Sunday, 1 September 2013

Farewell Road Trip (1): Phantom bears, icy caves and a real life Jurassic Park

A car does not encourage you to travel light
8 weeks, 12,000km, six US states, three Canadian national parks, and fifty nights under canvas: the spreadsheet for our final farewell road trip alone took six months to finalise. But it was well worth it...

Getting lost on the outskirts of Vancouver was not a good start, but things got more scenic as we travelled over the Cascade mountains and through the baking plains of Washington and Oregon to our first stop in Idaho.  Idaho has the largest area of wilderness (i.e. no roads or buildings) in the lower 48 states and two and a half hours on dirt roads took us just into its edge.

Night one campsite, OR, too hot for the fly-sheet at 39c
We'd picked the hike in the Frank Church wilderness as the guidebook said it would be 'less busy'. When we arrived at the deserted campground, with picnic tables still upturned and no water, we realised what that meant in the least populated state in the US. Slightly spooked by its emptiness, it's fair to say we over-reacted to the midnight snuffling outside our tent by spending night two sleeplessly in the car, watching for bears.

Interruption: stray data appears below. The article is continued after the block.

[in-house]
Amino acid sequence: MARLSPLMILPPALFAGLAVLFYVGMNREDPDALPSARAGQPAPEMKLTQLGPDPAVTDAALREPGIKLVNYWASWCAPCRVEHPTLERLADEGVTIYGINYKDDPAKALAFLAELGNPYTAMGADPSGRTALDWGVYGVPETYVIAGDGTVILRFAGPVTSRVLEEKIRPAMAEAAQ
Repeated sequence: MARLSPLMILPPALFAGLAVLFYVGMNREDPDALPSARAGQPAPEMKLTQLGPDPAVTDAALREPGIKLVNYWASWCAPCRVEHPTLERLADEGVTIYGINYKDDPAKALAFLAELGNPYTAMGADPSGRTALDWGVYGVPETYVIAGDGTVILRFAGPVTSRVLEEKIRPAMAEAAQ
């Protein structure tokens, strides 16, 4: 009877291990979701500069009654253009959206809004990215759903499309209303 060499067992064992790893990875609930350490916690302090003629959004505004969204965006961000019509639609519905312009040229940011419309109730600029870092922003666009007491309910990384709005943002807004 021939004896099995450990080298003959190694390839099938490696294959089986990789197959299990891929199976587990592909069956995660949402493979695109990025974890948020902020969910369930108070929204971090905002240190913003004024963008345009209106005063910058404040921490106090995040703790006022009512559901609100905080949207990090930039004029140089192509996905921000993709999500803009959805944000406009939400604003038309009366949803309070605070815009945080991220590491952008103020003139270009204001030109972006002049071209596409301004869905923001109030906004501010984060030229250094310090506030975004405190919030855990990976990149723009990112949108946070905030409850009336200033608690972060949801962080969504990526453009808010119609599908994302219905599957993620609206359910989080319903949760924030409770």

Next day we picked a different mountain range to hike in; the jagged Sawtooths. Short, sharp, afternoon mountain thunderstorms would become a feature of the trip, but our first one caught us out and, despite still being 35 degrees, we chilled down pretty quickly.  Once we had them figured out though, it was pretty much the last inconvenient rain of the entire trip.

Suzie Q (the Subaru) spent a lot of the trip looking like this
Our next state was one of our favourite from last year: Utah.  Mainly desert, with incredible rock formations and weird wildlife, our first stop did not disappoint: the Craters of the Moon national monument. 618 square miles of spiky black laval rock formed during eight huge volcanic eruptions. It was an unexpected National Park service gem including hikes up an ancient cinder cone, into an underground desert cave with permanent ice and our first sighting of bats.

Mark touching a real life dinosaur bone
Our next national monument had been a must on the itinerary ever since I'd read its single name in the guidebook: Dinosaur.  In 1909, the Carnegie Musueum in Pittsburgh had an empty Dinosaur Hall and, in the mission to fill it, they found one of the worlds biggest fossil beds from the era of the huge Jurassic dinosaurs.  They extracted dozens of complete skeletons and then left an entire quarry face filled with bones for the public to enjoy.  The exhibit hall was gob smacking; complete stegosaurus, diplodocus and allosaurus skeletons still embedded in the rock which you could even touch. My 8 year old geeky, dinosaur obsessed self would have been stunned.  If our car hadn't already been packed to the gills, I would have insisted on the full size allosaurus bronze head...

It was time to wave the desert goodbye for a few weeks and head east, to Colorado...

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